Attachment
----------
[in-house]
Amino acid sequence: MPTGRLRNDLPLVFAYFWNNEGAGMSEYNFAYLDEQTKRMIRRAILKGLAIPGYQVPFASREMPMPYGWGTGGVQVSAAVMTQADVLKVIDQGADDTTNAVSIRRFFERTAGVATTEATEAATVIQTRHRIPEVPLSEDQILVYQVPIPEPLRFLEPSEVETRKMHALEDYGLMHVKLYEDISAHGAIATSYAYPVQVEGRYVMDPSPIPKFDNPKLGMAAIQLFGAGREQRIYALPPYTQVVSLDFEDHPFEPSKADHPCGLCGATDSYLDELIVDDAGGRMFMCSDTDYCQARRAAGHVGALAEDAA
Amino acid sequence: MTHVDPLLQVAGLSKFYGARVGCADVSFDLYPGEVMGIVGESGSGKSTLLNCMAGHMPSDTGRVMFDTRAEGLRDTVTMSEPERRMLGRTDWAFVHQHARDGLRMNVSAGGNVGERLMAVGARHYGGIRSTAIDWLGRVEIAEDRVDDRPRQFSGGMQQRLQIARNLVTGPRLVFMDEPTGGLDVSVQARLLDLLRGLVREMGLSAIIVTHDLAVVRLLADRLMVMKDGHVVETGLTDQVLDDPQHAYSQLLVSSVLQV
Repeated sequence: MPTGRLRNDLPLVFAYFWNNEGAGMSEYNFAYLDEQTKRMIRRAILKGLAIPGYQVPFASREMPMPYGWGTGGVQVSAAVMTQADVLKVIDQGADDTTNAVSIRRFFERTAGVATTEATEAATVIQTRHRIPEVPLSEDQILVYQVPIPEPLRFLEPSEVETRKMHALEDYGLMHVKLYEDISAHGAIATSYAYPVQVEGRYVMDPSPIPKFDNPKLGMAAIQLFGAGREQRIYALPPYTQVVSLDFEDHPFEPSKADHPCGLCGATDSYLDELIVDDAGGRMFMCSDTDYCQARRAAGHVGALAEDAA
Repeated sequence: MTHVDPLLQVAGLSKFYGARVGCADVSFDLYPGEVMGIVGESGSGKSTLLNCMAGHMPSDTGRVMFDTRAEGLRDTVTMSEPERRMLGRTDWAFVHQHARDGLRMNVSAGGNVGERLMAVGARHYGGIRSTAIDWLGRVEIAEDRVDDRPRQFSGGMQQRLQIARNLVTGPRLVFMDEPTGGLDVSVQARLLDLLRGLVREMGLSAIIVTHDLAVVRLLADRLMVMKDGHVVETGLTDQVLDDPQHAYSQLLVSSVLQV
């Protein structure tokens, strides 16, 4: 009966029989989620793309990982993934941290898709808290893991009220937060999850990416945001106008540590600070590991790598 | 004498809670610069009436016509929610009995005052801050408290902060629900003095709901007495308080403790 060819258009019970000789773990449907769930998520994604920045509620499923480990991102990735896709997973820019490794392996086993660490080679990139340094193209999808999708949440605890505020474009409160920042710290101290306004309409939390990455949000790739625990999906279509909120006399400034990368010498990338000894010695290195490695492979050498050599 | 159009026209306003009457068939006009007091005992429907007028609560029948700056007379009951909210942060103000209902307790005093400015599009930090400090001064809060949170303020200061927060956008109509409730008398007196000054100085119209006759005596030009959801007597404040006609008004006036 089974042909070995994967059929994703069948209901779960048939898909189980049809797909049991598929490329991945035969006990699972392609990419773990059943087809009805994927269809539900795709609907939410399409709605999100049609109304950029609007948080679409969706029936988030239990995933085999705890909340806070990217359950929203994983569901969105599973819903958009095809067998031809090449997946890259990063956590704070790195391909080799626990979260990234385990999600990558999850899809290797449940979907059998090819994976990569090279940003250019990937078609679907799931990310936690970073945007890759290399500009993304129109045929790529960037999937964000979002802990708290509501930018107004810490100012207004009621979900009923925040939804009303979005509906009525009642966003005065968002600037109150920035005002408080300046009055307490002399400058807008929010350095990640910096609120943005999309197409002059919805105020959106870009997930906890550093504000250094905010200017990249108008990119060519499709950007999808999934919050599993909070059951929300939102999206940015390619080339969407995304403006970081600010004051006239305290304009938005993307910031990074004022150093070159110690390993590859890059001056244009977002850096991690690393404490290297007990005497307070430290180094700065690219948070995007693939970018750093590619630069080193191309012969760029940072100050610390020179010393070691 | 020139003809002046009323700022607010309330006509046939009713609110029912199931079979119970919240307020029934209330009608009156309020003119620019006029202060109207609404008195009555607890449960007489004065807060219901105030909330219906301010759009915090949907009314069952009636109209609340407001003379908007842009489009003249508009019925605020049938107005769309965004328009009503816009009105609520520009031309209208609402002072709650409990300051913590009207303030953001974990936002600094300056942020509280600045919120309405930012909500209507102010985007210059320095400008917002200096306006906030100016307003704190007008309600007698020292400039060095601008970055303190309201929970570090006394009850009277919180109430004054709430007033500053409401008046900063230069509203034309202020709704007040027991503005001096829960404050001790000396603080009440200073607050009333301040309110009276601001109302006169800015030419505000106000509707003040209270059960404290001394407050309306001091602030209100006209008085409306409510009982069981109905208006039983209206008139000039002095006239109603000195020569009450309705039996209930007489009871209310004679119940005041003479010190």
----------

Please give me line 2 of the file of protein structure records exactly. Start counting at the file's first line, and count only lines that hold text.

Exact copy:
Amino acid sequence: MPTGRLRNDLPLVFAYFWNNEGAGMSEYNFAYLDEQTKRMIRRAILKGLAIPGYQVPFASREMPMPYGWGTGGVQVSAAVMTQADVLKVIDQGADDTTNAVSIRRFFERTAGVATTEATEAATVIQTRHRIPEVPLSEDQILVYQVPIPEPLRFLEPSEVETRKMHALEDYGLMHVKLYEDISAHGAIATSYAYPVQVEGRYVMDPSPIPKFDNPKLGMAAIQLFGAGREQRIYALPPYTQVVSLDFEDHPFEPSKADHPCGLCGATDSYLDELIVDDAGGRMFMCSDTDYCQARRAAGHVGALAEDAA